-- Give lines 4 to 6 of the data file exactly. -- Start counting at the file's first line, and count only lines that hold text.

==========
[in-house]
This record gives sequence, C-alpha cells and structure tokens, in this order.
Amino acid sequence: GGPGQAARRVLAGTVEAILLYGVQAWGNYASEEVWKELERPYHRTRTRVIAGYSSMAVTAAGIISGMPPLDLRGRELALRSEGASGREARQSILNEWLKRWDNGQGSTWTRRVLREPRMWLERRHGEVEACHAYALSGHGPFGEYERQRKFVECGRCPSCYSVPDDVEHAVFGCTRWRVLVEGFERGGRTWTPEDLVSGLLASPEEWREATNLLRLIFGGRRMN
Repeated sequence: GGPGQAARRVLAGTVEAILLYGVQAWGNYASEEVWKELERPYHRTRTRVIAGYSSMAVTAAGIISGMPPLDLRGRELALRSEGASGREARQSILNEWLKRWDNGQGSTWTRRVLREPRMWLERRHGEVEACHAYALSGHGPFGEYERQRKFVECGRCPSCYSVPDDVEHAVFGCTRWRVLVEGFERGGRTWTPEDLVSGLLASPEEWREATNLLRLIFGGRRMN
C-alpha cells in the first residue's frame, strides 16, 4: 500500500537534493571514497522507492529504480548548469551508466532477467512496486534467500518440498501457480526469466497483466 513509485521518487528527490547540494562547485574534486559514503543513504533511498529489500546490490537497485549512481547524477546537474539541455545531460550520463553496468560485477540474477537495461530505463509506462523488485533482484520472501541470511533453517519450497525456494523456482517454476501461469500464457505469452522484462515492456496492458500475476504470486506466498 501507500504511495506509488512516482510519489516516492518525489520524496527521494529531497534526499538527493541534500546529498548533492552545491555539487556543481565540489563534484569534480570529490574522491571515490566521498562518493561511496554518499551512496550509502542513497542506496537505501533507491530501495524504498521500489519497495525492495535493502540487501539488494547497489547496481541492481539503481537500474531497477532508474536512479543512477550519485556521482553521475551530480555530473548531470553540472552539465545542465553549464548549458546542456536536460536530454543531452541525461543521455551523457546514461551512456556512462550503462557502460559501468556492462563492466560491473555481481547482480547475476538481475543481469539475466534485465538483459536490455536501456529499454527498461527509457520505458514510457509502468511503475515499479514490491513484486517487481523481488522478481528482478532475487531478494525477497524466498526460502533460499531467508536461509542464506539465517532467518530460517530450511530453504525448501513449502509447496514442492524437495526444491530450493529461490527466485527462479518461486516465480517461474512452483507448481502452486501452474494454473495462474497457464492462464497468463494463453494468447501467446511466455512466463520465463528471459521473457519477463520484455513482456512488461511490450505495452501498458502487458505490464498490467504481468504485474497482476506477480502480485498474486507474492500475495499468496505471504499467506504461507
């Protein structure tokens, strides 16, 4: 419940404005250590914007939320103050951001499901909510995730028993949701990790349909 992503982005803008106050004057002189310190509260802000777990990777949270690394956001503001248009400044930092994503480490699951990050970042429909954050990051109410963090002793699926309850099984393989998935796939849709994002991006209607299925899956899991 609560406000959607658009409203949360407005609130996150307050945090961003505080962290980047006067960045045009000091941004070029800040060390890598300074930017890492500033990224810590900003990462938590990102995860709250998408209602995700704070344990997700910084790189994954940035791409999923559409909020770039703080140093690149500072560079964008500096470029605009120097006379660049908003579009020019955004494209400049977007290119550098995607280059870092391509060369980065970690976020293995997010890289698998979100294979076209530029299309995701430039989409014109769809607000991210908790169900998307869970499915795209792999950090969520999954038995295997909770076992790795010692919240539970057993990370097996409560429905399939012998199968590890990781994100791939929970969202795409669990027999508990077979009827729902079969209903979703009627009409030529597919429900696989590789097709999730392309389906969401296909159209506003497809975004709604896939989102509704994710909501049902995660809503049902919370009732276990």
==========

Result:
Repeated sequence: GGPGQAARRVLAGTVEAILLYGVQAWGNYASEEVWKELERPYHRTRTRVIAGYSSMAVTAAGIISGMPPLDLRGRELALRSEGASGREARQSILNEWLKRWDNGQGSTWTRRVLREPRMWLERRHGEVEACHAYALSGHGPFGEYERQRKFVECGRCPSCYSVPDDVEHAVFGCTRWRVLVEGFERGGRTWTPEDLVSGLLASPEEWREATNLLRLIFGGRRMN
C-alpha cells in the first residue's frame, strides 16, 4: 500500500537534493571514497522507492529504480548548469551508466532477467512496486534467500518440498501457480526469466497483466 513509485521518487528527490547540494562547485574534486559514503543513504533511498529489500546490490537497485549512481547524477546537474539541455545531460550520463553496468560485477540474477537495461530505463509506462523488485533482484520472501541470511533453517519450497525456494523456482517454476501461469500464457505469452522484462515492456496492458500475476504470486506466498 501507500504511495506509488512516482510519489516516492518525489520524496527521494529531497534526499538527493541534500546529498548533492552545491555539487556543481565540489563534484569534480570529490574522491571515490566521498562518493561511496554518499551512496550509502542513497542506496537505501533507491530501495524504498521500489519497495525492495535493502540487501539488494547497489547496481541492481539503481537500474531497477532508474536512479543512477550519485556521482553521475551530480555530473548531470553540472552539465545542465553549464548549458546542456536536460536530454543531452541525461543521455551523457546514461551512456556512462550503462557502460559501468556492462563492466560491473555481481547482480547475476538481475543481469539475466534485465538483459536490455536501456529499454527498461527509457520505458514510457509502468511503475515499479514490491513484486517487481523481488522478481528482478532475487531478494525477497524466498526460502533460499531467508536461509542464506539465517532467518530460517530450511530453504525448501513449502509447496514442492524437495526444491530450493529461490527466485527462479518461486516465480517461474512452483507448481502452486501452474494454473495462474497457464492462464497468463494463453494468447501467446511466455512466463520465463528471459521473457519477463520484455513482456512488461511490450505495452501498458502487458505490464498490467504481468504485474497482476506477480502480485498474486507474492500475495499468496505471504499467506504461507
């Protein structure tokens, strides 16, 4: 419940404005250590914007939320103050951001499901909510995730028993949701990790349909 992503982005803008106050004057002189310190509260802000777990990777949270690394956001503001248009400044930092994503480490699951990050970042429909954050990051109410963090002793699926309850099984393989998935796939849709994002991006209607299925899956899991 609560406000959607658009409203949360407005609130996150307050945090961003505080962290980047006067960045045009000091941004070029800040060390890598300074930017890492500033990224810590900003990462938590990102995860709250998408209602995700704070344990997700910084790189994954940035791409999923559409909020770039703080140093690149500072560079964008500096470029605009120097006379660049908003579009020019955004494209400049977007290119550098995607280059870092391509060369980065970690976020293995997010890289698998979100294979076209530029299309995701430039989409014109769809607000991210908790169900998307869970499915795209792999950090969520999954038995295997909770076992790795010692919240539970057993990370097996409560429905399939012998199968590890990781994100791939929970969202795409669990027999508990077979009827729902079969209903979703009627009409030529597919429900696989590789097709999730392309389906969401296909159209506003497809975004709604896939989102509704994710909501049902995660809503049902919370009732276990």